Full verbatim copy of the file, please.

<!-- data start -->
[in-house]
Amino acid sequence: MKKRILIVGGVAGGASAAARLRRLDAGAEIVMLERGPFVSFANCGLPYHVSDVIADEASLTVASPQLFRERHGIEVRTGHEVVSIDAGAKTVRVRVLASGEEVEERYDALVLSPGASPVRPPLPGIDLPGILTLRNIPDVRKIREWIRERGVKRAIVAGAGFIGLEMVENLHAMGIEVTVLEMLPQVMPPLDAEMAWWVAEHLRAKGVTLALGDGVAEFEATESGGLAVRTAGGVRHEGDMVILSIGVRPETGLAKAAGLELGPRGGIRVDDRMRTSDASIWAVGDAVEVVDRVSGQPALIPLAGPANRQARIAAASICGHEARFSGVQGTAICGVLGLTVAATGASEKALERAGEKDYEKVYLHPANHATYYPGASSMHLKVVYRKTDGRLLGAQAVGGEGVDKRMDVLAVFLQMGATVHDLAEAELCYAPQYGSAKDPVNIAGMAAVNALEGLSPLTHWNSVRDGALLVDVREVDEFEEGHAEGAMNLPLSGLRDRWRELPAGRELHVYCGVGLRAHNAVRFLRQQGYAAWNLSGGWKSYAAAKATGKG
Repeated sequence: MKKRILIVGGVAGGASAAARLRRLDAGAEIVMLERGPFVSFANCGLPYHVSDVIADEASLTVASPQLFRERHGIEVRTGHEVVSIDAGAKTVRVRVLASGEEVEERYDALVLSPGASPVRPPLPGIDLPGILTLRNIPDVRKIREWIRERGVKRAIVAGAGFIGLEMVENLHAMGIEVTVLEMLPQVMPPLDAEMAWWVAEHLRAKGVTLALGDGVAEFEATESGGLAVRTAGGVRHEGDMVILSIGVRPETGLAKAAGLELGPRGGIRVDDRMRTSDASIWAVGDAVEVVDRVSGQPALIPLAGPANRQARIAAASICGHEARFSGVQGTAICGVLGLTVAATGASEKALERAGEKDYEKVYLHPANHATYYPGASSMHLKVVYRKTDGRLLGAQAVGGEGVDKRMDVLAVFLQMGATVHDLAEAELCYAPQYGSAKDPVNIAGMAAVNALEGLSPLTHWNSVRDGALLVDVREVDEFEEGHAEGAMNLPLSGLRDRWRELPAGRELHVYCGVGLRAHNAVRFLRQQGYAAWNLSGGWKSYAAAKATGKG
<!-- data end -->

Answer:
[in-house]
Amino acid sequence: MKKRILIVGGVAGGASAAARLRRLDAGAEIVMLERGPFVSFANCGLPYHVSDVIADEASLTVASPQLFRERHGIEVRTGHEVVSIDAGAKTVRVRVLASGEEVEERYDALVLSPGASPVRPPLPGIDLPGILTLRNIPDVRKIREWIRERGVKRAIVAGAGFIGLEMVENLHAMGIEVTVLEMLPQVMPPLDAEMAWWVAEHLRAKGVTLALGDGVAEFEATESGGLAVRTAGGVRHEGDMVILSIGVRPETGLAKAAGLELGPRGGIRVDDRMRTSDASIWAVGDAVEVVDRVSGQPALIPLAGPANRQARIAAASICGHEARFSGVQGTAICGVLGLTVAATGASEKALERAGEKDYEKVYLHPANHATYYPGASSMHLKVVYRKTDGRLLGAQAVGGEGVDKRMDVLAVFLQMGATVHDLAEAELCYAPQYGSAKDPVNIAGMAAVNALEGLSPLTHWNSVRDGALLVDVREVDEFEEGHAEGAMNLPLSGLRDRWRELPAGRELHVYCGVGLRAHNAVRFLRQQGYAAWNLSGGWKSYAAAKATGKG
Repeated sequence: MKKRILIVGGVAGGASAAARLRRLDAGAEIVMLERGPFVSFANCGLPYHVSDVIADEASLTVASPQLFRERHGIEVRTGHEVVSIDAGAKTVRVRVLASGEEVEERYDALVLSPGASPVRPPLPGIDLPGILTLRNIPDVRKIREWIRERGVKRAIVAGAGFIGLEMVENLHAMGIEVTVLEMLPQVMPPLDAEMAWWVAEHLRAKGVTLALGDGVAEFEATESGGLAVRTAGGVRHEGDMVILSIGVRPETGLAKAAGLELGPRGGIRVDDRMRTSDASIWAVGDAVEVVDRVSGQPALIPLAGPANRQARIAAASICGHEARFSGVQGTAICGVLGLTVAATGASEKALERAGEKDYEKVYLHPANHATYYPGASSMHLKVVYRKTDGRLLGAQAVGGEGVDKRMDVLAVFLQMGATVHDLAEAELCYAPQYGSAKDPVNIAGMAAVNALEGLSPLTHWNSVRDGALLVDVREVDEFEEGHAEGAMNLPLSGLRDRWRELPAGRELHVYCGVGLRAHNAVRFLRQQGYAAWNLSGGWKSYAAAKATGKG